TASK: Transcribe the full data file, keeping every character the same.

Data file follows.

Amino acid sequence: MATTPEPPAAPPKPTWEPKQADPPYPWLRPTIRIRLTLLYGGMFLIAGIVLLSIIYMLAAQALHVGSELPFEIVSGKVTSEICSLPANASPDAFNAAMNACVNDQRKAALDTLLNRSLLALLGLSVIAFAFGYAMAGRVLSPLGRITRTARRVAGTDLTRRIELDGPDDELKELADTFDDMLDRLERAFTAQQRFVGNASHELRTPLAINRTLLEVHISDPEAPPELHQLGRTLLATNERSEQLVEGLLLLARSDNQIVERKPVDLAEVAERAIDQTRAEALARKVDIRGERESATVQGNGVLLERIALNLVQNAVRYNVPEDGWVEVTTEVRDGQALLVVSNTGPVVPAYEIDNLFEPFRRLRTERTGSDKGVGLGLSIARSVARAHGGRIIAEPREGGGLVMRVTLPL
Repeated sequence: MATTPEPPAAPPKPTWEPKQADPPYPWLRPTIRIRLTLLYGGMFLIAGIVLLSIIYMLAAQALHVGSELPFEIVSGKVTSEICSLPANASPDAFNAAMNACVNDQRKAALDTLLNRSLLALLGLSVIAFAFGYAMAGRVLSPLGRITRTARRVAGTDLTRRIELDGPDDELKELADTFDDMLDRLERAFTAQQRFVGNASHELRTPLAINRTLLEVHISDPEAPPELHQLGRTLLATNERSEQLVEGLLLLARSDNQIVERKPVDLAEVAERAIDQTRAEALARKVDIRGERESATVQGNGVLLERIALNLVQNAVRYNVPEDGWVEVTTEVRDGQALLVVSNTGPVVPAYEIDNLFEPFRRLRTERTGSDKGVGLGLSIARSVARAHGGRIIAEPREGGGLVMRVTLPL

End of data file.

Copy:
Amino acid sequence: MATTPEPPAAPPKPTWEPKQADPPYPWLRPTIRIRLTLLYGGMFLIAGIVLLSIIYMLAAQALHVGSELPFEIVSGKVTSEICSLPANASPDAFNAAMNACVNDQRKAALDTLLNRSLLALLGLSVIAFAFGYAMAGRVLSPLGRITRTARRVAGTDLTRRIELDGPDDELKELADTFDDMLDRLERAFTAQQRFVGNASHELRTPLAINRTLLEVHISDPEAPPELHQLGRTLLATNERSEQLVEGLLLLARSDNQIVERKPVDLAEVAERAIDQTRAEALARKVDIRGERESATVQGNGVLLERIALNLVQNAVRYNVPEDGWVEVTTEVRDGQALLVVSNTGPVVPAYEIDNLFEPFRRLRTERTGSDKGVGLGLSIARSVARAHGGRIIAEPREGGGLVMRVTLPL
Repeated sequence: MATTPEPPAAPPKPTWEPKQADPPYPWLRPTIRIRLTLLYGGMFLIAGIVLLSIIYMLAAQALHVGSELPFEIVSGKVTSEICSLPANASPDAFNAAMNACVNDQRKAALDTLLNRSLLALLGLSVIAFAFGYAMAGRVLSPLGRITRTARRVAGTDLTRRIELDGPDDELKELADTFDDMLDRLERAFTAQQRFVGNASHELRTPLAINRTLLEVHISDPEAPPELHQLGRTLLATNERSEQLVEGLLLLARSDNQIVERKPVDLAEVAERAIDQTRAEALARKVDIRGERESATVQGNGVLLERIALNLVQNAVRYNVPEDGWVEVTTEVRDGQALLVVSNTGPVVPAYEIDNLFEPFRRLRTERTGSDKGVGLGLSIARSVARAHGGRIIAEPREGGGLVMRVTLPL